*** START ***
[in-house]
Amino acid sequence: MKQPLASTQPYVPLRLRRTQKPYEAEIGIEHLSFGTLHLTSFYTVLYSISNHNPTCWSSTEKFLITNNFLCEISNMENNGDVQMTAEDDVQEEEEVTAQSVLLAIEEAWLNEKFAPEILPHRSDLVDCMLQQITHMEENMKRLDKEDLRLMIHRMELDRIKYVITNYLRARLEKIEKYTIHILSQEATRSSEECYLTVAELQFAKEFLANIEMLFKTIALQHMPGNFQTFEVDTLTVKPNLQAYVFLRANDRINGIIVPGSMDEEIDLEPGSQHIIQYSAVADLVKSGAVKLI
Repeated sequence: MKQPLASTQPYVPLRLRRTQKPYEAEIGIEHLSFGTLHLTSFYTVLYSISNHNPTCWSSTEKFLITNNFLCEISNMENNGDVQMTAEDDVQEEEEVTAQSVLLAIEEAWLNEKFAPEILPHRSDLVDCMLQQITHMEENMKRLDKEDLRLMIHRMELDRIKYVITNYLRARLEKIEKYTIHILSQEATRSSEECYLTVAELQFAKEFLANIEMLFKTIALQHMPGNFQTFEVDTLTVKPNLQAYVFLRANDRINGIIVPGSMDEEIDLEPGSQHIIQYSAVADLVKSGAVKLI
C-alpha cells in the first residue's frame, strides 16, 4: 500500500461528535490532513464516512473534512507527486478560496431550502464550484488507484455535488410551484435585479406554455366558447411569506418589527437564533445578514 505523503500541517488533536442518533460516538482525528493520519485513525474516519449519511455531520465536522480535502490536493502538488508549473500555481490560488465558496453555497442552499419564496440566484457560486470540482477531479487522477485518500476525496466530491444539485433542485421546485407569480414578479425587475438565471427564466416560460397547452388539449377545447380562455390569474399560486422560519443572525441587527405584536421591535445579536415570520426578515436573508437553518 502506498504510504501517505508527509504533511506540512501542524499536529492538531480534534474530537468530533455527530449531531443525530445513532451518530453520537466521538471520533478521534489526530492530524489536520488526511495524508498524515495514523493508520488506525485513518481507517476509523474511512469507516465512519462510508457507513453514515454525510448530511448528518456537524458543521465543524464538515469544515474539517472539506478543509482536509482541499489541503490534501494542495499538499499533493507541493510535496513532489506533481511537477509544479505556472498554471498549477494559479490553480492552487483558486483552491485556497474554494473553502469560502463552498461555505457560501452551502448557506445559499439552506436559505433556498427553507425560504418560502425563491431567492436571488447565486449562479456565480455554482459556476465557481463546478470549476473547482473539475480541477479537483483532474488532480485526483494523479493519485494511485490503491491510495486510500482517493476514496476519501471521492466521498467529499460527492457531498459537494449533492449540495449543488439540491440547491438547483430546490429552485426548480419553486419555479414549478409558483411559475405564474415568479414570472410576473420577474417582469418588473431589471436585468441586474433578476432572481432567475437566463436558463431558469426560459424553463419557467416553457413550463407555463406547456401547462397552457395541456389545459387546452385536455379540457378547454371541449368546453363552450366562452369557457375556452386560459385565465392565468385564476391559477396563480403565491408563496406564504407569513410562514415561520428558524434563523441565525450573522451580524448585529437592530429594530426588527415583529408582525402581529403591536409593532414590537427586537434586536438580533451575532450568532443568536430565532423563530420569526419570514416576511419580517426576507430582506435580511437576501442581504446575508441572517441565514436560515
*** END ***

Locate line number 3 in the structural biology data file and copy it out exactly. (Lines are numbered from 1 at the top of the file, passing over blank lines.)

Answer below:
Repeated sequence: MKQPLASTQPYVPLRLRRTQKPYEAEIGIEHLSFGTLHLTSFYTVLYSISNHNPTCWSSTEKFLITNNFLCEISNMENNGDVQMTAEDDVQEEEEVTAQSVLLAIEEAWLNEKFAPEILPHRSDLVDCMLQQITHMEENMKRLDKEDLRLMIHRMELDRIKYVITNYLRARLEKIEKYTIHILSQEATRSSEECYLTVAELQFAKEFLANIEMLFKTIALQHMPGNFQTFEVDTLTVKPNLQAYVFLRANDRINGIIVPGSMDEEIDLEPGSQHIIQYSAVADLVKSGAVKLI